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Glenn Greenwald: The Explosive Day We Revealed Edward Snowden's Identity to the World

Pulitzer Prize-winning journalist tells the story of those fateful days in Hong Kong.

On Thursday, June 6, 2013, our fifth day in Hong Kong, I went to  Edward Snowden's hotel room and he immediately said he had news that was "a bit alarming." An internet-connected security device at the home he shared with his longtime girlfriend in Hawaii had detected that two people from the  NSA — a human-resources person and an NSA "police officer"— had come to their house searching for him.

Snowden was almost certain this meant that the NSA had identified him as the likely source of the leaks, but I was skeptical. "If they thought you did this, they'd send hordes of FBI agents with a search warrant and probably SWAT teams, not a single NSA officer and a human-resources person." I figured this was just an automatic and routine inquiry, triggered when an NSA employee goes absent for a few weeks without explanation. But Snowden suggested that perhaps they were being purposely low-key to avoid drawing media attention or setting off an effort to suppress evidence.

Whatever the news meant, it underscored the need for Laura Poitras, the filmmaker who was collaborating with me on the story, and I to quickly prepare our article and video unveiling Snowden as the source of the disclosures. We were determined that the world would first hear about Snowden, his actions and his motives, from Snowden himself, not through a demonization campaign spread by the US government while he was in hiding or in custody and unable to speak for himself.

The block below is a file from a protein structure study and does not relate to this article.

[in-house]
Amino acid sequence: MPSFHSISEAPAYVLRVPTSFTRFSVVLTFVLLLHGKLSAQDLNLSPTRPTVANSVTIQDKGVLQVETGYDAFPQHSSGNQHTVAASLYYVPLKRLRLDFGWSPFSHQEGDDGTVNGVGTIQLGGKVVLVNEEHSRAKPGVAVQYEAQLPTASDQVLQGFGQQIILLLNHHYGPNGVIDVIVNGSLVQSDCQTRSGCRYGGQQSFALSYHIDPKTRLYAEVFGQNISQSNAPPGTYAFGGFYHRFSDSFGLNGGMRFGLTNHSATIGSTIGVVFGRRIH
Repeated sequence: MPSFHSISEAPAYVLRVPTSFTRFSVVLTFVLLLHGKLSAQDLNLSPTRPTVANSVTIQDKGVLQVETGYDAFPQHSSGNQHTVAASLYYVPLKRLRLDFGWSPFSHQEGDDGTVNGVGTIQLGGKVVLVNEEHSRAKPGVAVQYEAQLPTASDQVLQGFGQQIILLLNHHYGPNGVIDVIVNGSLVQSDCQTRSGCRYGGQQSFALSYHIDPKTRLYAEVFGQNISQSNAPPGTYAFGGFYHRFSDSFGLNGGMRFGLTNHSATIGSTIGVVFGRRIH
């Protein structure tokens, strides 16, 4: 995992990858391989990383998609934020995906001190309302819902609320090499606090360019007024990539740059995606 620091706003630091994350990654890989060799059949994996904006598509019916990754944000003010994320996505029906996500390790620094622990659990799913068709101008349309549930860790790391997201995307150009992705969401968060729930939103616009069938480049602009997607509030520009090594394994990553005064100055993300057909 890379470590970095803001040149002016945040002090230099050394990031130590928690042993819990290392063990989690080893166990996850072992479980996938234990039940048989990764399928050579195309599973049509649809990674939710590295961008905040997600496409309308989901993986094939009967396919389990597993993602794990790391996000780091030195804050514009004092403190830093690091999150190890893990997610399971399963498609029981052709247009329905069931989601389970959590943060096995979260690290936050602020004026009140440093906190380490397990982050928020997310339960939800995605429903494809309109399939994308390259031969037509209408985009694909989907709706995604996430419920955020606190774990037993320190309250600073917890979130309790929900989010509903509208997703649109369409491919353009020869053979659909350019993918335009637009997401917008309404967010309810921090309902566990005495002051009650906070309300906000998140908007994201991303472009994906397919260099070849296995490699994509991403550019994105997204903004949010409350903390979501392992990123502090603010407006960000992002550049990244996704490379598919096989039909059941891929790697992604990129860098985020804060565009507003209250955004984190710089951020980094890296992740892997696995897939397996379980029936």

Our plan was to publish two more articles on the NSA files in the Guardian and then release a long piece on Snowden himself, accompanied by a  videotaped interview, and a printed  Q&A with him.

Poitras had spent the previous 48 hours editing the footage from my first interview with Snowden, but she said it was too detailed, lengthy and fragmented to use. She wanted to film a new interview right away; one that was more concise and focused, and wrote a list of 20 or so specific questions for me to ask him. I added several of my own as Poitras set up her camera and directed us where to sit.

"Um, my name is Ed Snowden," the film begins. "I'm 29 years old. I work for Booz Allen Hamilton as an infrastructure analyst for NSA in Hawaii."

Snowden went on to provide crisp, rational responses to each question: Why had he decided to disclose these documents? Why was this important enough for him to sacrifice his freedom? What were the most significant revelations? Was there anything criminal or illegal shown in these documents? What did he expect would happen to him?

As he gave examples of illegal and invasive surveillance, he became animated and passionate. But only when I asked him whether he expected repercussions did he show distress, fearing that the government would target his family and girlfriend for retaliation. He would avoid contact with them to reduce the risk, he said, but he knew he could not fully protect them.

"That's the one thing that keeps me up at night, what will happen to them," he said as his eyes welled up, the first and only time I saw that happen.

The relatively lighter mood we had managed to keep up over the prior few days now turned to palpable anxiety: we were less than 24 hours away from revealing Snowden's identity, which we knew would change everything, for him most of all. The three of us had lived through a short but exceptionally intense and gratifying experience. One of us, Snowden, was soon to be removed from the group, likely to go to prison for a long time, a fact that had depressingly lurked in the air from the outset, at least for me. Only Snowden had seemed unbothered by this. Now, a giddy gallows humor crept into our dealings.

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